Regents assemble requests for state funding next year
Iowa State's top building funding request to the state for the year that begins next July 1 is $5 million in planning funds for a new building and building renovations in the biosciences. The state Board of Regents finalized and prioritized FY15 state funding requests at its meeting Wednesday in Cedar Falls.
The board's first capital request next year is $75 million for deferred maintenance and fire and environmental safety improvements at the five regent schools. How that would be allocated among the five hasn't been determined yet.
Iowa State's biosciences proposal calls for another $50 million in state support over three years (FY16-FY18), supplemented with $25 million in private gifts. Planning funds for a new building also was a top request for the current fiscal year, but the 2013 Legislature failed to fund the request. University leaders have cited both a critical shortage of space and the ineffectiveness of antiquated, functionally obsolete facilities in making biosciences building improvements a top priority.
Iowa State will ask for a 4.0 percent increase (nearly $7 million) in state support for general operating funds and a 3.2 percent increase for units receiving a direct appropriation (such as the Ag Experiment Station and the Veterinary Diagnostic Lab), state economic development funds and the Regents Innovation Fund. The board proposed that, with this level of state support, the regent universities could keep tuition flat for a second year for Iowa undergraduate students.
Board president Bruce Rastetter said keeping Iowa's universities accessible and affordable is a shared responsibility of the schools, the board and legislators.
The increase request is based on the Higher Education Price Index's inflation projection for FY15, which is a range from 1.8 percent to 3.2 percent. The higher increase for general operating funds, he said, would help the universities meet inflationary costs without raising tuition for in-state undergraduate students.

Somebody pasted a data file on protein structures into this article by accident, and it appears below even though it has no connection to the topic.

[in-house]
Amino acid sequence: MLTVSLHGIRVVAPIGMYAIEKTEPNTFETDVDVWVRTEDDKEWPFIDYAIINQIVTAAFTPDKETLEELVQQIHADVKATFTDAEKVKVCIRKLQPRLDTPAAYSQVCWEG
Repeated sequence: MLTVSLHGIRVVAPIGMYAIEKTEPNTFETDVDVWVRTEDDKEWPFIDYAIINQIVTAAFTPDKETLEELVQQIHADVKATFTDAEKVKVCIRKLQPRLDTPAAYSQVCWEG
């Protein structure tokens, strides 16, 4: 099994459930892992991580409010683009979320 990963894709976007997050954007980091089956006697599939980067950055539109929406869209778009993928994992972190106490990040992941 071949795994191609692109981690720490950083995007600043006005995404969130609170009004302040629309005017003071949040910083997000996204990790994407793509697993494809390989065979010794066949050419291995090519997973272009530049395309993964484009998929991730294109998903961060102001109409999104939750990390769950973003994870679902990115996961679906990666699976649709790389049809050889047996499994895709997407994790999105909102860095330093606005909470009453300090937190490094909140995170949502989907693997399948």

Biennial report: Faculty activity
The board also received a biennial report on faculty work responsibilities and work week at all five regent schools. The report is based on a survey of faculty during the 2012-13 academic year; about 85 percent of Iowa State faculty returned the survey.
At ISU, tenured and tenure-track faculty members reported working 58.2 hours per week, non-tenure track faculty 51.8 hours, clinicians 56.8 hours and department chairs 59.1 hours.
When compared to the 2010-11 survey, there has been a slight shift of teaching responsibilities, away from tenured and tenure-track faculty to non-tenure track faculty. Last fall, 58.0 percent of all student credit hours (SCH) and 54.3 percent of undergraduate SCH were taught by tenured or tenure-track faculty. This represents a decrease of about 4.5 percentage points from fall 2010.
Non-tenure track faculty taught 31.0 percent of total SCH and 33.5 percent of undergraduate SCH in fall 2012, an increase of 4.1 percentage points (in both cases) compared to fall 2010.
Teaching responsibilities assigned to graduate assistants was nearly unchanged. Graduate assistants taught 11.0 percent of total SCH and 12.2 percent of undergraduate SCH in fall 2012, an increase of 0.4 percentage points in each instance compared to fall 2010.
More information from the faculty activity survey is available in the board's agenda item (PDF).
ISU faculty activity: Hours worked per week
Who's teaching our students: ISU student credit hours taught
The board also approved Iowa State requests to:
- Replace senior vice president for business and finance Warren Madden with university relations executive director John McCarroll as the ISU appointee on Iowa Public Radio's board of directors. Madden had served on the board since it was founded in 2005.
- Close the Airworthiness Assurance Center of Excellence in the Institute for Physical Research and Technology. The center was established in 1997 with Federal Aviation Administration funding. It no longer receives federal funding and is not financially sustainable.